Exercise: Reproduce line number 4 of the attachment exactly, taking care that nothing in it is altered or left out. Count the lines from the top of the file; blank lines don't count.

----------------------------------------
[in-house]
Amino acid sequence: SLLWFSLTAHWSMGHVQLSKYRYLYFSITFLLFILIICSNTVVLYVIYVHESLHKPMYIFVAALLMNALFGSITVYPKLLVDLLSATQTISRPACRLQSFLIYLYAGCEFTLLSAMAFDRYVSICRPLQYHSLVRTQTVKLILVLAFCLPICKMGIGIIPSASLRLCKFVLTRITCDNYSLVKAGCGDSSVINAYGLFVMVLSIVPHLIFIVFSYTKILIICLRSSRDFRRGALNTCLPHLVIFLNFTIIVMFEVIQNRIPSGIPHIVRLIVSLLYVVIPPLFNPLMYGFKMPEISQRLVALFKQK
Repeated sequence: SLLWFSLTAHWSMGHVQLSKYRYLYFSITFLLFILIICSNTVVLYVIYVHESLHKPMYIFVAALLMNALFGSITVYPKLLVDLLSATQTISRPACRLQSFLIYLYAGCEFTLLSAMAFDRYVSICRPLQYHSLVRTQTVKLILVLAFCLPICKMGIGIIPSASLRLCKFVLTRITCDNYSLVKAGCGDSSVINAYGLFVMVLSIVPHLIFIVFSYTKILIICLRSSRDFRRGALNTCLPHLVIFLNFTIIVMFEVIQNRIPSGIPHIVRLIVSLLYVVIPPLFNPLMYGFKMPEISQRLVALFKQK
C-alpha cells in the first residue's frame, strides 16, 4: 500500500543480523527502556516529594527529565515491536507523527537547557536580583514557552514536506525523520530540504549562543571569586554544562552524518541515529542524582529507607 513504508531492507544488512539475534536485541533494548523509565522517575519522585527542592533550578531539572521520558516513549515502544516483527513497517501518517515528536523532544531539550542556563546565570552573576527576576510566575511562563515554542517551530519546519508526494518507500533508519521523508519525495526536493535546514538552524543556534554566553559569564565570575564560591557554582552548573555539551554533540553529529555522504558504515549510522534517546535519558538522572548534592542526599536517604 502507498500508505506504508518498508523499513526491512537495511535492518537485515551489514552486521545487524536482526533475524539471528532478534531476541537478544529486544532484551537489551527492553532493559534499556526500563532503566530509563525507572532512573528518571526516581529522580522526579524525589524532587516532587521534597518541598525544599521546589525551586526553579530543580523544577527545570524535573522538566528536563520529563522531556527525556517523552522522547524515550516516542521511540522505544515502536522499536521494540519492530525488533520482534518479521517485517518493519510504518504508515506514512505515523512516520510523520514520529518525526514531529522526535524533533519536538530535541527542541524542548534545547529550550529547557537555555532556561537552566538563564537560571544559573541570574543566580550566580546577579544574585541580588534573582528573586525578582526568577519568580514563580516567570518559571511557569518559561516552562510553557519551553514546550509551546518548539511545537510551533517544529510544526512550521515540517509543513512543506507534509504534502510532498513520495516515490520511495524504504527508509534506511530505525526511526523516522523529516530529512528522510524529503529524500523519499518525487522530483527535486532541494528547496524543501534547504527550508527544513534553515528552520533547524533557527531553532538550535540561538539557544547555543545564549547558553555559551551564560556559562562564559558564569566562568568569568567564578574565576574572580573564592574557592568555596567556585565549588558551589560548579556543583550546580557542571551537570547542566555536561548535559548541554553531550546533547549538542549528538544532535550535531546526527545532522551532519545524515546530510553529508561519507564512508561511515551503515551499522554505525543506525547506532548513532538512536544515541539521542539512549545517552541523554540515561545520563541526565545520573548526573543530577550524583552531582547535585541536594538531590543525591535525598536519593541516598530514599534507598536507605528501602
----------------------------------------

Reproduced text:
C-alpha cells in the first residue's frame, strides 16, 4: 500500500543480523527502556516529594527529565515491536507523527537547557536580583514557552514536506525523520530540504549562543571569586554544562552524518541515529542524582529507607 513504508531492507544488512539475534536485541533494548523509565522517575519522585527542592533550578531539572521520558516513549515502544516483527513497517501518517515528536523532544531539550542556563546565570552573576527576576510566575511562563515554542517551530519546519508526494518507500533508519521523508519525495526536493535546514538552524543556534554566553559569564565570575564560591557554582552548573555539551554533540553529529555522504558504515549510522534517546535519558538522572548534592542526599536517604 502507498500508505506504508518498508523499513526491512537495511535492518537485515551489514552486521545487524536482526533475524539471528532478534531476541537478544529486544532484551537489551527492553532493559534499556526500563532503566530509563525507572532512573528518571526516581529522580522526579524525589524532587516532587521534597518541598525544599521546589525551586526553579530543580523544577527545570524535573522538566528536563520529563522531556527525556517523552522522547524515550516516542521511540522505544515502536522499536521494540519492530525488533520482534518479521517485517518493519510504518504508515506514512505515523512516520510523520514520529518525526514531529522526535524533533519536538530535541527542541524542548534545547529550550529547557537555555532556561537552566538563564537560571544559573541570574543566580550566580546577579544574585541580588534573582528573586525578582526568577519568580514563580516567570518559571511557569518559561516552562510553557519551553514546550509551546518548539511545537510551533517544529510544526512550521515540517509543513512543506507534509504534502510532498513520495516515490520511495524504504527508509534506511530505525526511526523516522523529516530529512528522510524529503529524500523519499518525487522530483527535486532541494528547496524543501534547504527550508527544513534553515528552520533547524533557527531553532538550535540561538539557544547555543545564549547558553555559551551564560556559562562564559558564569566562568568569568567564578574565576574572580573564592574557592568555596567556585565549588558551589560548579556543583550546580557542571551537570547542566555536561548535559548541554553531550546533547549538542549528538544532535550535531546526527545532522551532519545524515546530510553529508561519507564512508561511515551503515551499522554505525543506525547506532548513532538512536544515541539521542539512549545517552541523554540515561545520563541526565545520573548526573543530577550524583552531582547535585541536594538531590543525591535525598536519593541516598530514599534507598536507605528501602